Profitability for Ola and Scalability for Druva are the Biggest Hurdles before Going Public Rehan Yar Khan, managing partner at Orios Venture Partners, talks about Unicorns going for IPOs, prospects for new start-ups and the overall scenario

By Bhavya Kaushal

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Rehan Yar Khan, managing partner at Orios Venture Partners, means business. Orios Venture Partners has some of the biggest start-up names in its portfolio. Unicorn cab aggregator Ola and software-as-a-service (SaaS) start-up Druva are some names to start with, followed by the likes of pharmatech start-up PharmEasy, traveltech start-up Zostel. Entrepreneur India caught up with Khan at the LetsIgnite conference organized by LetsVenture.

IPO Preparations

Two of Orios Venture Partners' star portfolio companies, Ola and Druva, are preparing for initial public offering (IPO).

Khan says that both Ola and Druva have certain hurdles to overcome to be fully prepared for the public listing milestone. He says, "The first hurdle Ola has to overcome is profitability." Khan is optimistic saying that "they are almost there" and would be able to establish profitability by this year end.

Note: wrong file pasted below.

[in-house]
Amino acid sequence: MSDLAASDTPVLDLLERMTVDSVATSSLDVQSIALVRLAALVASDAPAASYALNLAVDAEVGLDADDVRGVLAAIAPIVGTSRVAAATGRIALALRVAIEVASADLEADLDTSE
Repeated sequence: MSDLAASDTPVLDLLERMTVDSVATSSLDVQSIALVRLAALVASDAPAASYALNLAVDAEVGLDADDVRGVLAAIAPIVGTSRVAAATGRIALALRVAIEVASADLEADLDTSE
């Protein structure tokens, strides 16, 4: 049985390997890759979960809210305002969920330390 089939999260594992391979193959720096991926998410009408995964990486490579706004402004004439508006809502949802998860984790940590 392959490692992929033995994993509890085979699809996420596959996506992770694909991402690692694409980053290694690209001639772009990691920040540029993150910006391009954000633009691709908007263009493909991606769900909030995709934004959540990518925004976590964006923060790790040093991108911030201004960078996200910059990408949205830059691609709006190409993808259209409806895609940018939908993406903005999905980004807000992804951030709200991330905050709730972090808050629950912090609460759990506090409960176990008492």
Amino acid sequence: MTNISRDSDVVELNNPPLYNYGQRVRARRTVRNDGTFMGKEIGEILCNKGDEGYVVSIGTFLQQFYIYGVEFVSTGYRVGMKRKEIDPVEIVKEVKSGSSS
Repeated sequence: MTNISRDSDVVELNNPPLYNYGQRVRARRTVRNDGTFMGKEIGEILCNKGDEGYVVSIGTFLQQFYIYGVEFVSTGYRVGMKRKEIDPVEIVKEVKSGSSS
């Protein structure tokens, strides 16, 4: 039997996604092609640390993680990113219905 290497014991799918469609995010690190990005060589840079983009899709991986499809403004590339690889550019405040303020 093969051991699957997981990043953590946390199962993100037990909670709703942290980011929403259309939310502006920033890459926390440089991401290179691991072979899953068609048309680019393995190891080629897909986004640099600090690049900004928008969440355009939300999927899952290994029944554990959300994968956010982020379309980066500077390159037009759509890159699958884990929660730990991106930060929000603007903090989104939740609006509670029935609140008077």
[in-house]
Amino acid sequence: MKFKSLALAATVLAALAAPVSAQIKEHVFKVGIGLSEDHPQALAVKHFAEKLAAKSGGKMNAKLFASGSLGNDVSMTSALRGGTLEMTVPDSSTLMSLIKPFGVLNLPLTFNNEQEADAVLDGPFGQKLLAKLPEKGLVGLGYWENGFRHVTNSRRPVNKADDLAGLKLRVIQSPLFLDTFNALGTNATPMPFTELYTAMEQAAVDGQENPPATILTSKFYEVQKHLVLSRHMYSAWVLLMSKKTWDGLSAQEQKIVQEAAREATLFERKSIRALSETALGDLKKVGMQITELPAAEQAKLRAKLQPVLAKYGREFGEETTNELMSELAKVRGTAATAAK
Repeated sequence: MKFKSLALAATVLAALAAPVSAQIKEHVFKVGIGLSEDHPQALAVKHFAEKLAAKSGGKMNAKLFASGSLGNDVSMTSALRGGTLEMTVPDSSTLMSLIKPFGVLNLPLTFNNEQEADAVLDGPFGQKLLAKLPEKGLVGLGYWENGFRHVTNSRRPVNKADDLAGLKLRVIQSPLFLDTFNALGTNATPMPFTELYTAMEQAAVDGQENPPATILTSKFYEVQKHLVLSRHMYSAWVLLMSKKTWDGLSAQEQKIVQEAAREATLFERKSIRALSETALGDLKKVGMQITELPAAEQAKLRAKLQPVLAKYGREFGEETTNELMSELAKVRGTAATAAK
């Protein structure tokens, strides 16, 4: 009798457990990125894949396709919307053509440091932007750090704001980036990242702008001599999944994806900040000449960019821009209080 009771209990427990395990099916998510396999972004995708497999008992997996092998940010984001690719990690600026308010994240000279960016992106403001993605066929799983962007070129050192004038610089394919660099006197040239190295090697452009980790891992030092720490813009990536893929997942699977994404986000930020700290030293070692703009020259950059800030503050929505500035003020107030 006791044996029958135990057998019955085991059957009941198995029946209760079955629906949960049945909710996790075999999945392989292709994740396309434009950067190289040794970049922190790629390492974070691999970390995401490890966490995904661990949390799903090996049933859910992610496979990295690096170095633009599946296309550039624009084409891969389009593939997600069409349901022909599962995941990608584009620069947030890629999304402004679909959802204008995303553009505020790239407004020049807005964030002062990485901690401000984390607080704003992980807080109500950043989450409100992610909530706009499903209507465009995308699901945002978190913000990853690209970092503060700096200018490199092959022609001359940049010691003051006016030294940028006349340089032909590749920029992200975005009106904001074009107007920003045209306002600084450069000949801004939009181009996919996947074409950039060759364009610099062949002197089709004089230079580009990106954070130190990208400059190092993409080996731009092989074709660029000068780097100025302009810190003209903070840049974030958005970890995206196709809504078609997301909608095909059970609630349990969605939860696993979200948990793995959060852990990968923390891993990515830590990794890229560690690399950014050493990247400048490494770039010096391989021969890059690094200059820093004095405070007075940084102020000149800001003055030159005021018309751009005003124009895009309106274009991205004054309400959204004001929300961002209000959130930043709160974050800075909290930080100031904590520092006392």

Druva will be listed in the US, where profitability is less of a challenge compared with India. The challenge with Druva is scalability. Khan says, "We want to reach a certain scale before the IPO."

Learning from Uber and WeWork

While a lot has been spoken about IPO failures of Uber and WeWork, Khan points out that the common factor in both companies spiraling down was the lack of profitability. He added venture capitalist firms, including Orios, are now asking portfolio companies to focus more on profitability and less on growth. He matter-of-factly explains the biggest takeaway from the two companies, "Clearly, the public market hasn't respected the growth-only strategy."

Fundraising Strategy

Fundraising strategies change with and due to different factors. "India is an immature," he says. "You should make money on your core product."

He also said that the number of start-ups failing in India is high but "not higher than the Silicon Valley".

The biggest reason why start-ups fail according to Rehan is when people are not ready to buy a product the start-up is offering or not ready to buy it at the price it is being offered.

3 Sector That Will Rule

"Fintech! Fintech! Fintech!" said Khan on being asked the three sectors that will rule in India. The reason? "Because India is so underbanked."

Bhavya Kaushal

Former Features Writer

I am a work-in-progress writer and human being. An English graduate from Delhi University, writing is my passion and currently, I was Entrepreneur India's start-up reporter. I love covering start-ups and weaving their stories into unforgettable tales with the power of ink! 

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